The Man who was Never Shakespeare and over 2 million other books are available for Amazon Kindle . Learn more
£12.00
FREE Delivery in the UK.
Only 1 left in stock (more on the way).
Dispatched from and sold by Amazon.
Gift-wrap available.
Quantity:1
Trade in your item
Get a £3.58
Gift Card.
Have one to sell?
Flip to back Flip to front
Listen Playing... Paused   You're listening to a sample of the Audible audio edition.
Learn more
See all 2 images

The Man Who Was Never Shakespeare: The Theft of William Shakspeare's Identity Paperback – 1 Oct 2011


See all 2 formats and editions Hide other formats and editions
Amazon Price New from Used from
Kindle Edition
"Please retry"
Paperback
"Please retry"
£12.00
£9.79 £13.58

Frequently Bought Together

The Man Who Was Never Shakespeare: The Theft of William Shakspeare's Identity + The Shakespeare Guide to Italy: Retracing the Bard's Unknown Travels
Price For Both: £24.99

Buy the selected items together


Trade In this Item for up to £3.58
Trade in The Man Who Was Never Shakespeare: The Theft of William Shakspeare's Identity for an Amazon Gift Card of up to £3.58, which you can then spend on millions of items across the site. Trade-in values may vary (terms apply). Learn more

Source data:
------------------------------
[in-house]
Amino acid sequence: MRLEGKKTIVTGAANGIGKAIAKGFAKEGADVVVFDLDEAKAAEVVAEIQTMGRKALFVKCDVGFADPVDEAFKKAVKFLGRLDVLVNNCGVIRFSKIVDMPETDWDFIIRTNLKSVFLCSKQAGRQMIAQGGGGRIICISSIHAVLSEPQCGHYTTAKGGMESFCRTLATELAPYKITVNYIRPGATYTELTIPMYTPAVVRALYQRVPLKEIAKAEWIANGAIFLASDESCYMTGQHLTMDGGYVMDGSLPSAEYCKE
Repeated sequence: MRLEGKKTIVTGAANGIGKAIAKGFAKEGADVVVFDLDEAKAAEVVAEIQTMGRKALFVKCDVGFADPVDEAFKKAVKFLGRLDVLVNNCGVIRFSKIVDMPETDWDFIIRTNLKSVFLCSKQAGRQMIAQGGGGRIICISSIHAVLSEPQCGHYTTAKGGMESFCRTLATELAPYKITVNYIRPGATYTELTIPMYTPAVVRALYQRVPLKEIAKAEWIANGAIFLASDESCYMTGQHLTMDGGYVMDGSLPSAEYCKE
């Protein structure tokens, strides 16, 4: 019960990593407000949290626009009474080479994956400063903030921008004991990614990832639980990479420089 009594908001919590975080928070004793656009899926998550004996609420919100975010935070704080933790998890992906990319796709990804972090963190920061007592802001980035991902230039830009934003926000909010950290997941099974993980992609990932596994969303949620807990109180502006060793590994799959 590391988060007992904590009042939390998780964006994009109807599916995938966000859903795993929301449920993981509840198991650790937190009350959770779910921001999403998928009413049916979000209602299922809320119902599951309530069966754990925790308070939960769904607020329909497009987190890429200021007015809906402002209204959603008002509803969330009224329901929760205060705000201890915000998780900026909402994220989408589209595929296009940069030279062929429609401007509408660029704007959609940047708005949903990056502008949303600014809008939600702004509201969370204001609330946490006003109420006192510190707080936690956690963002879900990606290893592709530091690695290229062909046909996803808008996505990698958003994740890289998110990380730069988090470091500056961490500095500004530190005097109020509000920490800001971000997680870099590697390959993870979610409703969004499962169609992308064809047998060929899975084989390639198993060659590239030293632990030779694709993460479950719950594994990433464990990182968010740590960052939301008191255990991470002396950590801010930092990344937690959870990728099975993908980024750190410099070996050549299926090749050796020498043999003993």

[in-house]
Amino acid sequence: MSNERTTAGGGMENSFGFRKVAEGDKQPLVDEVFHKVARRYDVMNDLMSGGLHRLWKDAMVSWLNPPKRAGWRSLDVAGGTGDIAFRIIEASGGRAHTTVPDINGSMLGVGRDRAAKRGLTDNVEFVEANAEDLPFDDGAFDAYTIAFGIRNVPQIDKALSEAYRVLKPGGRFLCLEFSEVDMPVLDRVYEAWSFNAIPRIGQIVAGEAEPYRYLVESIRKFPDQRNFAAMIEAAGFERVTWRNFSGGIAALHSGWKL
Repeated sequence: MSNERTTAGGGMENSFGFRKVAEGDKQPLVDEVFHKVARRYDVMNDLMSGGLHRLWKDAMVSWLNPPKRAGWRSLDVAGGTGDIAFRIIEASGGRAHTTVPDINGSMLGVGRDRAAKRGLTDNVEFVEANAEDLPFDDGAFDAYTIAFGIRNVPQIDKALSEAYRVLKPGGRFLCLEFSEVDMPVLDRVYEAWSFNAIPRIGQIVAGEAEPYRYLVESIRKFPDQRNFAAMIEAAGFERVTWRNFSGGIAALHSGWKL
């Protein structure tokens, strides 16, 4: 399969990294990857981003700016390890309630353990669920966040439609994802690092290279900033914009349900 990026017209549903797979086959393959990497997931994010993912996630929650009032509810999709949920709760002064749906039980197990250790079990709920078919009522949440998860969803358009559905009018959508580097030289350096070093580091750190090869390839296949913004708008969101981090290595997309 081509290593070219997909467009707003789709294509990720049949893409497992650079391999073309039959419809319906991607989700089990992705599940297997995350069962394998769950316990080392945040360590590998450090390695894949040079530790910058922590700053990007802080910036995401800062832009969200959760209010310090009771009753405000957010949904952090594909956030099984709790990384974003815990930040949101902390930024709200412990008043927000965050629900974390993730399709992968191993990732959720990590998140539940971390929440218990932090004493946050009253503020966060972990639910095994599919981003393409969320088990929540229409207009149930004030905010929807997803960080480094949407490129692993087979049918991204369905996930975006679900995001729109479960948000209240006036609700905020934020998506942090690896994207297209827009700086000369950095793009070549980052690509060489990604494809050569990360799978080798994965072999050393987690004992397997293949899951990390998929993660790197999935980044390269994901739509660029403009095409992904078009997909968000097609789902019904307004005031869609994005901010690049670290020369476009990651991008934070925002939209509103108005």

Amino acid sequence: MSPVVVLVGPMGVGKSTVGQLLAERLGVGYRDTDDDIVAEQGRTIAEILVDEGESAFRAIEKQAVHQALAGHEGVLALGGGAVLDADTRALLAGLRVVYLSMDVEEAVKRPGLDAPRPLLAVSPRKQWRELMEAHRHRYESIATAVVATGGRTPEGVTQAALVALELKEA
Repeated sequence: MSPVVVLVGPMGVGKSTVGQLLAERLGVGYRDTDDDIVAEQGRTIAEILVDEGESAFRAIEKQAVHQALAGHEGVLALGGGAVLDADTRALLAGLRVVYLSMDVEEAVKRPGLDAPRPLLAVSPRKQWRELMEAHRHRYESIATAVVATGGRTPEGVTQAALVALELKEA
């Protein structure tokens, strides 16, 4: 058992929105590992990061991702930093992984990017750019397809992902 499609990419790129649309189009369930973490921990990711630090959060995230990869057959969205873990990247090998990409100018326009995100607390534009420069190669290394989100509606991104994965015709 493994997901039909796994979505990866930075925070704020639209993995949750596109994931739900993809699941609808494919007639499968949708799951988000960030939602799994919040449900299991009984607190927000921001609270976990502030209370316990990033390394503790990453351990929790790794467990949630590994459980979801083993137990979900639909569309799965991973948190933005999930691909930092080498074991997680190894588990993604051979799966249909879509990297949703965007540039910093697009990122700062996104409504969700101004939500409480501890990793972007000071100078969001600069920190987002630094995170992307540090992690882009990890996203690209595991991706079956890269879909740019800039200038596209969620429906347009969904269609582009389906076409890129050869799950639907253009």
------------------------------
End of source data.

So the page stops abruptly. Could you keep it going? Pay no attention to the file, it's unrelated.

Product details

  • Paperback: 304 pages
  • Publisher: Parapress (1 Oct 2011)
  • Language: English
  • ISBN-10: 1898594880
  • ISBN-13: 978-1898594888
  • Product Dimensions: 14.6 x 16 x 23.4 cm
  • Average Customer Review: 4.5 out of 5 stars  See all reviews (8 customer reviews)
  • Amazon Bestsellers Rank: 363,711 in Books (See Top 100 in Books)

More About the Author

Discover books, learn about writers, and more.

Customer Reviews

4.5 out of 5 stars
Share your thoughts with other customers

Most Helpful Customer Reviews